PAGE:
The latter wrote on July 28th from Kiel :
"My Dear William,
"Before my departure from London, to be exact on Sunday morning (July 26th), I had, at my own request, a short conversation with Georgie, who was perfectly clear regarding the seriousness of the present situation, and assured me that he and his Government would leave no plan untried to localize the struggle between Austria and Serbia. His Government had therefore made the proposal that Germany, England, France and Italy—as you, of course, already know—should intervene in the endeavour to keep Russia in check. He hoped that Germany would be able, in spite of her alliance with Austria, to join in this plan to prevent a European war, to which, so he said, we were nearer than ever before. He continued in these exact words: 'We shall try all we can to keep out of this and shall remain neutral.' (Wir werden alles aufbieten nicht hineingezogen zu werden und werden neutral bleiben.) That this utterance was meant seriously I am convinced, as I am of the fact that England will remain neutral. Whether she will be able to do so permanently I cannot say, but have my doubts in view of the relationship with France.
"Georgie was in a very serious mood, reasoned logically and was most seriously and honestly endeavouring to avert the possible world conflagration, in which endeavour he relied greatly upon your assistance.
"I communicated the substance of the conversation to Lichnowsky (as early as July 26th—K.) with the request that he would transmit it to the Chancellor.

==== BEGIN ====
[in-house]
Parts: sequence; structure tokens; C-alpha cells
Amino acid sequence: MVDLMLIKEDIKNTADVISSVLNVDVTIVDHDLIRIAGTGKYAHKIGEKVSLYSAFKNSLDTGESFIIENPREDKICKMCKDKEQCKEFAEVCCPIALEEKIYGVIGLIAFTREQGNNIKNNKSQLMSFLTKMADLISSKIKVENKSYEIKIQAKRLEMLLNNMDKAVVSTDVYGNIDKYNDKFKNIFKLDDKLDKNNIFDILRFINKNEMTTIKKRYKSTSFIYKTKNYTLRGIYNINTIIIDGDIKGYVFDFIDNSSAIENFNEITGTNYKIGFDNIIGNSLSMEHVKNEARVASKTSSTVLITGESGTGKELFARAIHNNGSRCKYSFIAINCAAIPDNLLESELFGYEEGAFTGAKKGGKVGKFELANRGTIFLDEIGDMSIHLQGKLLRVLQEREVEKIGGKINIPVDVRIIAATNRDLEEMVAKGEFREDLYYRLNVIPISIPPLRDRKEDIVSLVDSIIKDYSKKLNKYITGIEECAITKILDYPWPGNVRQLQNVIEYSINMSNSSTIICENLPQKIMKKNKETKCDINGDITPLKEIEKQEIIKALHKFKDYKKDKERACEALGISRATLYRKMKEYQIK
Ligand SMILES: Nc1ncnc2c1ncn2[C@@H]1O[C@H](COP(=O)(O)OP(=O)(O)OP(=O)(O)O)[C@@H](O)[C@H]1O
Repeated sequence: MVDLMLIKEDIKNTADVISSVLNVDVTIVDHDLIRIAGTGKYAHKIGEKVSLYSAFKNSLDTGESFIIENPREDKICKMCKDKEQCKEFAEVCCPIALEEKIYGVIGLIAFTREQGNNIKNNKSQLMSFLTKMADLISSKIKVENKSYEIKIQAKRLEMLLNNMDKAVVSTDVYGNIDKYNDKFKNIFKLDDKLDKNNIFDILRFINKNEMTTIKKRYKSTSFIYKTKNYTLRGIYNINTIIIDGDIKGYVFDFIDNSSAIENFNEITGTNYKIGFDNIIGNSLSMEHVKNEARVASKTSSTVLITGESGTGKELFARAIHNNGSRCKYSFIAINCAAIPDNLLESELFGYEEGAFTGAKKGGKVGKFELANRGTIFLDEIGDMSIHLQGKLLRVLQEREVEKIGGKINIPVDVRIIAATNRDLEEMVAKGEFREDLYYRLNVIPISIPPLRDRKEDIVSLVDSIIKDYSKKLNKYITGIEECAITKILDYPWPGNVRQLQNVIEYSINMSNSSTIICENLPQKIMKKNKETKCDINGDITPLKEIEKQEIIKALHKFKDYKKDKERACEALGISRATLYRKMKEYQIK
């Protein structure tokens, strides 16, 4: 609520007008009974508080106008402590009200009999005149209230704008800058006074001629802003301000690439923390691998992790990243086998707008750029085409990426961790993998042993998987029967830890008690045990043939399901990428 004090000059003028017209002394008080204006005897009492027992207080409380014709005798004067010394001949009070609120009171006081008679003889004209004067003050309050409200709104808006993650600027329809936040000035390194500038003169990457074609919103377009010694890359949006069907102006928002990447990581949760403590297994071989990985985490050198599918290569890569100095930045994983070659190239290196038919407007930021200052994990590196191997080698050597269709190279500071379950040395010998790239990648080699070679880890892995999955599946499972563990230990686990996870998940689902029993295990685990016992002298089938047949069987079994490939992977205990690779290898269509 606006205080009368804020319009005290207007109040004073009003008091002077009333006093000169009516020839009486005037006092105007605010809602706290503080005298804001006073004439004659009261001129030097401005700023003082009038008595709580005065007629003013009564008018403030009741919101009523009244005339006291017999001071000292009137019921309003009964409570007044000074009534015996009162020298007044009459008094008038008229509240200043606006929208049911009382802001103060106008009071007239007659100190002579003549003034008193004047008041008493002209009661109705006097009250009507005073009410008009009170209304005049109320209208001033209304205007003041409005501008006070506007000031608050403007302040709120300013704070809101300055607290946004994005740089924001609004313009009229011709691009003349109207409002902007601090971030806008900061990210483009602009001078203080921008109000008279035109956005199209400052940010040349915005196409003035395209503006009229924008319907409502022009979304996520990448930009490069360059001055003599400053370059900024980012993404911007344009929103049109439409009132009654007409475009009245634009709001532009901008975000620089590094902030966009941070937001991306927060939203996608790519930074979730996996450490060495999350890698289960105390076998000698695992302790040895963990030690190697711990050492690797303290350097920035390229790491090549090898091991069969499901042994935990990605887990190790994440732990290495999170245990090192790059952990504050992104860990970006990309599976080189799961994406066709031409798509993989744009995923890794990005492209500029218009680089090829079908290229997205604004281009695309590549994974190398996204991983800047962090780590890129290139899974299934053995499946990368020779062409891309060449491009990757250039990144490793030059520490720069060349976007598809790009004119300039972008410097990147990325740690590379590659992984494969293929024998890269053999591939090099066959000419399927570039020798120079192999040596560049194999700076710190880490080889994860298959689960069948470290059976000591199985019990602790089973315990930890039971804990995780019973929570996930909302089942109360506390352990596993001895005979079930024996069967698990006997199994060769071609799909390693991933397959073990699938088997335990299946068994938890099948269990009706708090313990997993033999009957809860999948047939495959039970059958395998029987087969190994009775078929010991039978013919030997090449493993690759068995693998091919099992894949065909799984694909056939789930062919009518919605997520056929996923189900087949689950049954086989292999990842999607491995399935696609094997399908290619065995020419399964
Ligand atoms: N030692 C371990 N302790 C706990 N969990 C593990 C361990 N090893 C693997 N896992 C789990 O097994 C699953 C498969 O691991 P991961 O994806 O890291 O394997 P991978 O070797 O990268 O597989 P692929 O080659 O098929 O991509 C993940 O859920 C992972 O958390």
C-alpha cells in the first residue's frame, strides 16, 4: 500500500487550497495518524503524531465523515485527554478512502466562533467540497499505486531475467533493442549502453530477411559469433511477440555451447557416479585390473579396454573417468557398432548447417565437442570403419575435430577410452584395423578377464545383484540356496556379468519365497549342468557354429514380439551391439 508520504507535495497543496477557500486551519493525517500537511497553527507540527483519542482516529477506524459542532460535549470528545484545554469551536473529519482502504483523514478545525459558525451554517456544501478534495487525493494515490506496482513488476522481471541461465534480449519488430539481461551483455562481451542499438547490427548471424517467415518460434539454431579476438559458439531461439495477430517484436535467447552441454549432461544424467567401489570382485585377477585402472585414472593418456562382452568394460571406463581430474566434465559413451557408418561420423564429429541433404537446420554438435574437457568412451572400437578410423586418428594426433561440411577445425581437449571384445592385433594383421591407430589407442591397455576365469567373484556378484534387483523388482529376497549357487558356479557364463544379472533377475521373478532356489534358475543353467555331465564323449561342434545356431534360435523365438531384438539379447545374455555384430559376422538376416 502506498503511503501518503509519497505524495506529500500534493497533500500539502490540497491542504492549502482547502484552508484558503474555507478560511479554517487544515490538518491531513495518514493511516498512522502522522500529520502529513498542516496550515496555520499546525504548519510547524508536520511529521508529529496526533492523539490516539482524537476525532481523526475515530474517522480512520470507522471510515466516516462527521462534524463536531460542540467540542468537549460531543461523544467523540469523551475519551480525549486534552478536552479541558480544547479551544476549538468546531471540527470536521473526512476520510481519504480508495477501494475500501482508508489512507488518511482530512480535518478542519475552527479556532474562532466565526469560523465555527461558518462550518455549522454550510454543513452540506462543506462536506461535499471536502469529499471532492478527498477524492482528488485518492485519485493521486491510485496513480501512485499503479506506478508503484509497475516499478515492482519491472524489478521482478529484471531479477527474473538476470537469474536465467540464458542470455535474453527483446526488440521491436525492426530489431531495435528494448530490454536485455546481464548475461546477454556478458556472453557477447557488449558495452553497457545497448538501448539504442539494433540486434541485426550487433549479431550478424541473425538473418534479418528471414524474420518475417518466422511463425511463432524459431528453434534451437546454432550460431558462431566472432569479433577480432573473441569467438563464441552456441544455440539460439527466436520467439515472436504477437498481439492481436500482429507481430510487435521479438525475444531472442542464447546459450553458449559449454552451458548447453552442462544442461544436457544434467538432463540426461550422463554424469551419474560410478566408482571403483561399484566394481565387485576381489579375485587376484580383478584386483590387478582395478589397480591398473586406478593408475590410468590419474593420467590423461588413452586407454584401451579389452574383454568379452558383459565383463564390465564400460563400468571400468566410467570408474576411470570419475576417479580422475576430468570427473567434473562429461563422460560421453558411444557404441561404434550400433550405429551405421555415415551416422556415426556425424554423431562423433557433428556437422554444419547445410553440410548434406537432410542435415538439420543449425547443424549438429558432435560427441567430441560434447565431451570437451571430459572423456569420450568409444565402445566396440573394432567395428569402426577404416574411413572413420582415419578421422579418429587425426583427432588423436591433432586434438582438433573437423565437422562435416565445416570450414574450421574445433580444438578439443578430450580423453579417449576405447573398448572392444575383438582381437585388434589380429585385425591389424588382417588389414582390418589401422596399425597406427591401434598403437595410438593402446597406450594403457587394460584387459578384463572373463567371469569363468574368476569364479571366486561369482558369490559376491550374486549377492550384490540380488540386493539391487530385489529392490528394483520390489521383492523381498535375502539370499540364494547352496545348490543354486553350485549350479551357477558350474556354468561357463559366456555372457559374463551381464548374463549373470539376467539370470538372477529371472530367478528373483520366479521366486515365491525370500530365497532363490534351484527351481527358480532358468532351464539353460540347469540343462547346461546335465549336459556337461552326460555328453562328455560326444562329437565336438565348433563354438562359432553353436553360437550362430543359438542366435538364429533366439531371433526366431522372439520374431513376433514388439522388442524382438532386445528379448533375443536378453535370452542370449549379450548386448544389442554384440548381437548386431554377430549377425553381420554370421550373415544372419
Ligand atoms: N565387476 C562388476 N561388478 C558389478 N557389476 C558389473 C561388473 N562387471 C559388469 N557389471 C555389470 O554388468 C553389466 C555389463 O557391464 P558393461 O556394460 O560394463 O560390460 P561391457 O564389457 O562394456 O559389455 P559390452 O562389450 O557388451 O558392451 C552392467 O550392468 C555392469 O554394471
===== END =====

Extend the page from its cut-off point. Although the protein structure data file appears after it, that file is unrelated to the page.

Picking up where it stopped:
"Your faithful and obedient brother,
The report of this conversation is not distinguished by superfluous logic. He says the English Government proposes that Germany, England, France and Italy should combine to keep Russia in check, and hopes that her alliance with Austria will not prevent Germany from joining in this plan. It is obvious that the alliance could only come into consideration if it was a question of keeping Austria in check. "Georgie" probably spoke of Russia and Austria. We will, therefore, not at once contest the trustworthiness of the whole letter on account of senility à la Szögyeny. As to the question of neutrality, it is obvious that all that was said was, we shall endeavour to remain neutral so long as we can. Henry himself doubts whether this will be possible permanently. William, however, saw in this a promise binding in all circumstances.